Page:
Barely two weeks after the planned June 7 ‘peaceful protest’ that brought the country to a standstill, the Council of Patriots (CoP) has called on President George Weah to remove the First Lady, Clar M. Weah and what they have called other ‘unqualified partisans’ of the ruling establishment from the national budget.
At a news conference on Wednesday, June 19 in Monrovia, CoP’s spokesperson, Henry Pedro Costa, said government’s failure to adhere to the CoP’s mandate will lead to continued street protests against the Weah administration.
Costa: “We are counting the days, and will get there again on day 2 of the protest, and this time, unending days until President Weah can adhere to the CoP’s demands. The President does not need a round table to publish his assets, which file is with the General Auditing Commission, the Liberia Anti Corruption Commission, restructuring of the TEMT, and the conduct of a criminal investigation into the misuse of the US$25 million mop-up fund.”
“The CoP understands that many Liberians are about to experience a huge pay cut of over 63 percent of whatever their salaries are but, sadly, this is going to be the second cut of salary in less than a year. This so-called exercise coincides with 26.5 percent food inflation, and an overall inflation of 23.3 percent, putting us among the countries with highest rates of inflation in a year,” Costa said.
According to him, food inflation means the price for the things we can eat, including rice, oil, pepper, etc will go up by 26.5 percent from what the cost is; and when things prices are going up, it does not make broad sense to reduce salaries. When you reduce salaries, you are undermining the people’s ability to spend and as well improve their lives.
The CoP’s statement further called on the government to put an immediate freeze on all new employment across government to stop ballooning the payroll; remove from the payroll the names of the thousands of unqualified partisans the government recruited, “but actually have no work to do in those ministries and agencies.”
“The government should then do a payroll audit with the aim of having an actual appreciation of the size of the payroll, and identifying and removing ghosts from the payroll. The government should then do skills audit determining current capacity with the goal of removing the names of some of the unqualified folks taking paychecks, and centralize all employment related matters concerning civil servants through the Civil Service Agency,” Mr. Costa said.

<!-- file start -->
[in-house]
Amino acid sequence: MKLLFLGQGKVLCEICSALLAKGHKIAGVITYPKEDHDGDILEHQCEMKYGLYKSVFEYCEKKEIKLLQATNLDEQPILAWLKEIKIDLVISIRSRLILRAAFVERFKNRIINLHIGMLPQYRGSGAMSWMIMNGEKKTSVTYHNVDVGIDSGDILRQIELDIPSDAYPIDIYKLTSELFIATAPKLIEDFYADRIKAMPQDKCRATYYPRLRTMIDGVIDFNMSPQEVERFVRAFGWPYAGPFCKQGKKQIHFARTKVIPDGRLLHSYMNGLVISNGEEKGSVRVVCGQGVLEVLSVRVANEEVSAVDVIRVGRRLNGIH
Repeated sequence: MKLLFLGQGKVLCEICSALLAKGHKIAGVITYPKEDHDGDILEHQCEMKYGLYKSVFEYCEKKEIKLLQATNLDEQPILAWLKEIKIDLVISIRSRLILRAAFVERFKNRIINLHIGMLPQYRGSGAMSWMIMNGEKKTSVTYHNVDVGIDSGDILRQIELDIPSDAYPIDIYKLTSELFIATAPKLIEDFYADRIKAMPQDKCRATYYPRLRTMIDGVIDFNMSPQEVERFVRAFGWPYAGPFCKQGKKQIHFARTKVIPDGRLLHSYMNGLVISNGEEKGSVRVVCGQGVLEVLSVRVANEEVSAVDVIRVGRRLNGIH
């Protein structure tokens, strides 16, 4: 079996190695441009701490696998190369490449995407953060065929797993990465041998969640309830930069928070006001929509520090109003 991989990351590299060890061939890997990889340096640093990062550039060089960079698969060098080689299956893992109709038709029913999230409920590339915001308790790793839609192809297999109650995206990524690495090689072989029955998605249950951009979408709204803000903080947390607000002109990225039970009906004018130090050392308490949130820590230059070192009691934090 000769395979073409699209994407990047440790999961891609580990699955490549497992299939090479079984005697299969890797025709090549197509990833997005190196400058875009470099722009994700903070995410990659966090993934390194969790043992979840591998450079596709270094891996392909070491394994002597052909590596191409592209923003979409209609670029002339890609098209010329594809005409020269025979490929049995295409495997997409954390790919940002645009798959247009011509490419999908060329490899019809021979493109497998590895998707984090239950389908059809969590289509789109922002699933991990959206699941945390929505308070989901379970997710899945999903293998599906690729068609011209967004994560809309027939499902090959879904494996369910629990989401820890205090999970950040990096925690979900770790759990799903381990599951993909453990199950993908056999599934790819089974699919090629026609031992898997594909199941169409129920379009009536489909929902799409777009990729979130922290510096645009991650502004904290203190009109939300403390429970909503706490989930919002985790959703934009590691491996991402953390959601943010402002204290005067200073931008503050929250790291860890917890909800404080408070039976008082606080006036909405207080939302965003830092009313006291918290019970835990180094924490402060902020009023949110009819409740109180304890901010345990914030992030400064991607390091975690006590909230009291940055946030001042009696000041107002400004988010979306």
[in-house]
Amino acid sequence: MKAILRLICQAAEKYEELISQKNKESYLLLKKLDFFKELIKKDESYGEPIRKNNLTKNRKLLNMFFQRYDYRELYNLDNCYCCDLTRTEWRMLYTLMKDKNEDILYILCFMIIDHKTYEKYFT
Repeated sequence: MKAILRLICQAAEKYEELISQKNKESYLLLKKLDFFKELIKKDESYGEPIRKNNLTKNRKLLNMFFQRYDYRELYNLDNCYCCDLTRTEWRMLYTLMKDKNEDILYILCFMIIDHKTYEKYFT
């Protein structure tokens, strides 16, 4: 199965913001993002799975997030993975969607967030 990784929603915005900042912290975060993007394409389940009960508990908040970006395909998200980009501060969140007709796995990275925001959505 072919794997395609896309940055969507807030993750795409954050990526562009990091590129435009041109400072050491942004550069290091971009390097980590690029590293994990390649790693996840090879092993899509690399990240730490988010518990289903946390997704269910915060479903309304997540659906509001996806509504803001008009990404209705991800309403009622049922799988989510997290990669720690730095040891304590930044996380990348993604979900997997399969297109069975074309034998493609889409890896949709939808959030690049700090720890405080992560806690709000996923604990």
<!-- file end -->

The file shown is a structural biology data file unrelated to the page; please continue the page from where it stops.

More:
He said the Liberian people did not elect the CDC led-government to pay its partisans, but that “only a few people work for the government, so it is wrong for the government to use all the taxes to just pay a few people, because they are loyal to the president.”
“As we speak, all the hospitals cannot even receive their monthly supply of drugs, and other medical consumables, fuel among several things. In some cases, patients have to buy fuel for the running of the hospital’s power supply,” Costa said.
He added, “We find it very surprising that since the CoP submitted the petition to the president’s office on June 11, 2019, signed for by Vera Parker, a staff at the Ministry of State for Presidential Affairs, we have not even received an acknowledgement of communication.”
“Today is Day 8 of that deadline with 20 more days remaining. We want the application of the same energy used to remove Kabineh Ja’neh to get his folks to pass into law the domestic violence bill and publicly commit to adequate funding Criminal Court E; make a bold declaration of auditing the legislature this year and halting the attempts by his party lawmakers to make rape offenses bailable,” he said.
“Today, CoP focuses on several issues bordering on the state of our governance, which we find extremely concerning, and need our immediate action. We will first speak to the so called payroll harmonization intended to reduce salaries of civil servants, and other professional Liberians just to accommodate the thousands of unqualified and inexperienced partisans of the ruling party,” Mr. Costa said.
He said if the ability to spend is being reduced, then the government is putting strains on the economy, especially hurting the cost of living, small and medium enterprises, and overall increasing the suffering of the very poor people, who the pro-poor agenda is meant to help.
“The civil servants and other Liberians employed with the government should not be made to bear the pain for the very government’s own problem it created,” Mr. Costa said.
He said in January, 2018, the government incurred a wage bill of US$297 million, but instead of taking actual steps to reduce the wage bill, “the government and its surrogates employed their unqualified partisans, and gave them salaries higher than the real professionals they met in the civil service and in government.”